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Government 'error' costs Durham council £224,000
COUNCIL chiefs are fuming after the Government promised them nearly £250,000 in extra funding – only to withdraw the offer within 24 hours.
On Monday, Durham County Council was unexpectedly included on a list of rural areas to share in £8.5m.
However, within 24 hours, the Labour-run authority was told it had been scrubbed from the list – robbing it of £224,000 for 2013-14, a year in which the authority faces nearly £21m of cuts.
In a statement, a spokesman for the Department of Communities and Local Government (DCLG) said the original list had been incorrect.
“The allocations of the ‘efficiency support for services in sparse areas’ placed on the DCLG website on 4 February were incorrect,” he said.
“As soon as we realised this – within 24 hours – the correct version was put on the website and councils were informed.”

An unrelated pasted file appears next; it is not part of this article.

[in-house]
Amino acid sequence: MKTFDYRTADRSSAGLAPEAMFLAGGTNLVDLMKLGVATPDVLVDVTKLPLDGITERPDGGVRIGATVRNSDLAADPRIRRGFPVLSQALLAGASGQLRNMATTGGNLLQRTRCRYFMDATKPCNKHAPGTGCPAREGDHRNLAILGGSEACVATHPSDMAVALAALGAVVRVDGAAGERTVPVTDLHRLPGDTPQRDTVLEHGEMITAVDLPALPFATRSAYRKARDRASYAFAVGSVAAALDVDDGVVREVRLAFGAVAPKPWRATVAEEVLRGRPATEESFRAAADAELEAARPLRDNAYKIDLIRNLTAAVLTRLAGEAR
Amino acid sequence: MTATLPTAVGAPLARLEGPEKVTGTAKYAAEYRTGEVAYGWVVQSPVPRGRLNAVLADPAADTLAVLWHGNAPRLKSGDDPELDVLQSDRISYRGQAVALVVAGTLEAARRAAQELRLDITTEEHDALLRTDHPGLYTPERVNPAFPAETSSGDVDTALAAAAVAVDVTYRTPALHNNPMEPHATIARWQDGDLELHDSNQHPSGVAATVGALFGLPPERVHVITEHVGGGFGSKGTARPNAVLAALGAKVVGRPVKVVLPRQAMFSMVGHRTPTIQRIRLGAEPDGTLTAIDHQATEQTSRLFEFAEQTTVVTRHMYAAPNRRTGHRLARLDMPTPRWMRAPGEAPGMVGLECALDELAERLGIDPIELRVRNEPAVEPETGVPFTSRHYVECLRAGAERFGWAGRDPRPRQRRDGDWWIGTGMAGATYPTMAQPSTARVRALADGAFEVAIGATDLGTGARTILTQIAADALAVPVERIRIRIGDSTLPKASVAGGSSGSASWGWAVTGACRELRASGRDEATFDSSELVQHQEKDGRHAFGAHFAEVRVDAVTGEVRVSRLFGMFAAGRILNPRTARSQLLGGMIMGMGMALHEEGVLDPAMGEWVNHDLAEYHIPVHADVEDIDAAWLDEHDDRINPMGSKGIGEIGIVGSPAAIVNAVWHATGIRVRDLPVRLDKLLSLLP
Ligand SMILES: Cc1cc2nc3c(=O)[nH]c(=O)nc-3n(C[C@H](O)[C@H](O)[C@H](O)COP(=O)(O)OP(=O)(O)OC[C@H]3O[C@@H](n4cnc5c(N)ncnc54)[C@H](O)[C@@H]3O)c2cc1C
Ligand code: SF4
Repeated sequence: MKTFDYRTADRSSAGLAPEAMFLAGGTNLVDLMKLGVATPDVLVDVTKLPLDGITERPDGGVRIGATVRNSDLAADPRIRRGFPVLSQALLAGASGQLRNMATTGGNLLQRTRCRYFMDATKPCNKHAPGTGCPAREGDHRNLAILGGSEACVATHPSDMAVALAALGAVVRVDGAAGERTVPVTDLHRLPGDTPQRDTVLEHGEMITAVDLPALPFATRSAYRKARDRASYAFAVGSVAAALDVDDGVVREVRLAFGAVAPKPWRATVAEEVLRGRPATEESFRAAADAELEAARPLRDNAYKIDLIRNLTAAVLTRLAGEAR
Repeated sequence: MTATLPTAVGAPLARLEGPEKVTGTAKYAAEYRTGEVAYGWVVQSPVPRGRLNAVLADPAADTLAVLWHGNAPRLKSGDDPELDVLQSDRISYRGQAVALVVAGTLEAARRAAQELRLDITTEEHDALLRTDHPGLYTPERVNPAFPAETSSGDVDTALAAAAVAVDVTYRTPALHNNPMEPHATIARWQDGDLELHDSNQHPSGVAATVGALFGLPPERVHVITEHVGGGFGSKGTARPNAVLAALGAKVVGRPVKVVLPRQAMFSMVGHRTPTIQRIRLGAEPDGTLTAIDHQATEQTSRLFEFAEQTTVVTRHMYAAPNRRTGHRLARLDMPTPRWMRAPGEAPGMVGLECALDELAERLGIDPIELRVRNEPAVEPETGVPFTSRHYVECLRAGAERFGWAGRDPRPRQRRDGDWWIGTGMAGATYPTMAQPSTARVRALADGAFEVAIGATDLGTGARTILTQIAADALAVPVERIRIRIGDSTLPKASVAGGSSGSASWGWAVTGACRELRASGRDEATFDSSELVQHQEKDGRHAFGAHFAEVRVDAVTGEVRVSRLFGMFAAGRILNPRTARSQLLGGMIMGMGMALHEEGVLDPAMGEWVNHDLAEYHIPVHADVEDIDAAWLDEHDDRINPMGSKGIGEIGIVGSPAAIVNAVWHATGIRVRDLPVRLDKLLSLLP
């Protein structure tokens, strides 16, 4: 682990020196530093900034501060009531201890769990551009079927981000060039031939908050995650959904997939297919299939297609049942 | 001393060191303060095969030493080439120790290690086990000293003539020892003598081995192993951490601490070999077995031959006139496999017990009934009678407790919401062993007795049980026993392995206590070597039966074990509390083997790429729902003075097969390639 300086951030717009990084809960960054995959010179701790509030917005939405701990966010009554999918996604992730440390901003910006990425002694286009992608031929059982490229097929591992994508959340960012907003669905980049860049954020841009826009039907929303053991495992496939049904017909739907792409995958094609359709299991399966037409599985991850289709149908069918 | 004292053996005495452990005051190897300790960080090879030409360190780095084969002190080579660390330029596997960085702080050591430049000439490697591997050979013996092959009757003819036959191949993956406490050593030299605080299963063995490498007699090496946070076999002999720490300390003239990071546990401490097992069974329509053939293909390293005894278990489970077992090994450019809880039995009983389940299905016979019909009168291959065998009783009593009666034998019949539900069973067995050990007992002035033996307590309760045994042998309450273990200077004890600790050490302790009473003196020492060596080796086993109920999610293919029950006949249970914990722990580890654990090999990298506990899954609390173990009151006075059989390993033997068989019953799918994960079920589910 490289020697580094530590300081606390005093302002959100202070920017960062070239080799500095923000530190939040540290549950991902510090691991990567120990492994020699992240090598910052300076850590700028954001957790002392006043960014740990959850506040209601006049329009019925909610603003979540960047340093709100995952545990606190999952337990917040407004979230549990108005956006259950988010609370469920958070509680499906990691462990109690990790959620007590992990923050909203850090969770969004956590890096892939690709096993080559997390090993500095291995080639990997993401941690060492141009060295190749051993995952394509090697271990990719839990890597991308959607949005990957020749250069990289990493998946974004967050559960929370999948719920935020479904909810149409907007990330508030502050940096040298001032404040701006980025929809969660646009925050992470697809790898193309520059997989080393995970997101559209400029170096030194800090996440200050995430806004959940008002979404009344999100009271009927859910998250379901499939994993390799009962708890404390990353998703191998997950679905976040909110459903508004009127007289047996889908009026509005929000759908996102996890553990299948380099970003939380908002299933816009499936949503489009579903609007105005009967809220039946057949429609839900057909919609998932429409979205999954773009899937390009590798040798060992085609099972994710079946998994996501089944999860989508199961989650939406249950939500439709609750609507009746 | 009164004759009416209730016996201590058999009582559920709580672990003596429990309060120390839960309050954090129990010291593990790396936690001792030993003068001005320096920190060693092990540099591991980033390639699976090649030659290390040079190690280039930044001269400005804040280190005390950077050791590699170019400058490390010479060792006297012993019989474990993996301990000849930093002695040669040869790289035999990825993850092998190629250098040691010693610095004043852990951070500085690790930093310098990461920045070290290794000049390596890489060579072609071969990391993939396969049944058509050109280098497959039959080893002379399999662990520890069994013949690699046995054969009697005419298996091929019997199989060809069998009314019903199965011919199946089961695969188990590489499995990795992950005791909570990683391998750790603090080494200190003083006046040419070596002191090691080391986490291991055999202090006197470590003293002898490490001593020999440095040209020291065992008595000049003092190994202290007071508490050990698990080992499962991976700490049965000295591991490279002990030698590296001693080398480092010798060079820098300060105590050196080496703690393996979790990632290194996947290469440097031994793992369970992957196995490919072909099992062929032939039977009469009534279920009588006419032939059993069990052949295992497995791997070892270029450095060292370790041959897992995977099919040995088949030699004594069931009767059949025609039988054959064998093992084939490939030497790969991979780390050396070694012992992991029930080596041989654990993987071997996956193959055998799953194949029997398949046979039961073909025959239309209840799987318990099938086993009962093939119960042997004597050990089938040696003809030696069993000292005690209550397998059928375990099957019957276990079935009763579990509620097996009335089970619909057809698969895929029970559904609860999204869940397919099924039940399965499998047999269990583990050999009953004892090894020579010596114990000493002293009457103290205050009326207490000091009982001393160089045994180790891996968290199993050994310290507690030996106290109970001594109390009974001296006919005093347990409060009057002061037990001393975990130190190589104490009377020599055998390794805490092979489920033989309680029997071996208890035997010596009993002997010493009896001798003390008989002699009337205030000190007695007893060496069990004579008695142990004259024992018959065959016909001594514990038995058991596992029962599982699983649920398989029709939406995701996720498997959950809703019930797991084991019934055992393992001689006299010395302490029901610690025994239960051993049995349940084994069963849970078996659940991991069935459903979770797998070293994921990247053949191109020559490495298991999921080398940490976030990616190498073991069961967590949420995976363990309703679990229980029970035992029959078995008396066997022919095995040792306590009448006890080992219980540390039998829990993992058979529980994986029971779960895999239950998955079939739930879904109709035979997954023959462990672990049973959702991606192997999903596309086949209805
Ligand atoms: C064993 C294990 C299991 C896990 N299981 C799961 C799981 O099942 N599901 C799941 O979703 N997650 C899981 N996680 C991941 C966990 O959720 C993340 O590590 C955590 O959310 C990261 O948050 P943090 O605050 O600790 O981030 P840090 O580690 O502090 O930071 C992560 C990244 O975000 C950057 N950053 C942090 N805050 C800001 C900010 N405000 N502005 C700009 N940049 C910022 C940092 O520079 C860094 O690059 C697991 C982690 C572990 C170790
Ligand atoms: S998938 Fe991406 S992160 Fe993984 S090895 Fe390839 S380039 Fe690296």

It is unclear how many other councils are affected. Northumberland and North Yorkshire remain on the funding list, with the latter in line for £374,000.
The Rural Services Network, which lobbied for the extra cash, says the list has been “heavily revised” but it has been unable to contact anyone at DCLG to find out more.
Durham council leader Simon Henig said: “It’s a big mystery. It’s all very strange. We want the mystery to be resolved.
“If we’re not on the list, we will want to know why. Weardale and Teesdale are as rural as anywhere in the country – if not more.
“It doesn’t make sense if we’ve dropped off the list.”
Coun Henig wants the money spent on boosting the county’s flood defences, after 2012 was Durham’s wettest year on record.
Ministers announced the extra funding after Tory-run shires revolted against what they said were unfair cuts in local government grants.
Rural councils had been due to receive 3.81 per cent less funding from Whitehall – compared with cuts of 2.05 per cent for urban authorities.
On Monday, local government minister Brandon Lewis said the settlement was “fair to North and South, fair to rural and urban areas and fair to shires and metropolitan areas”.
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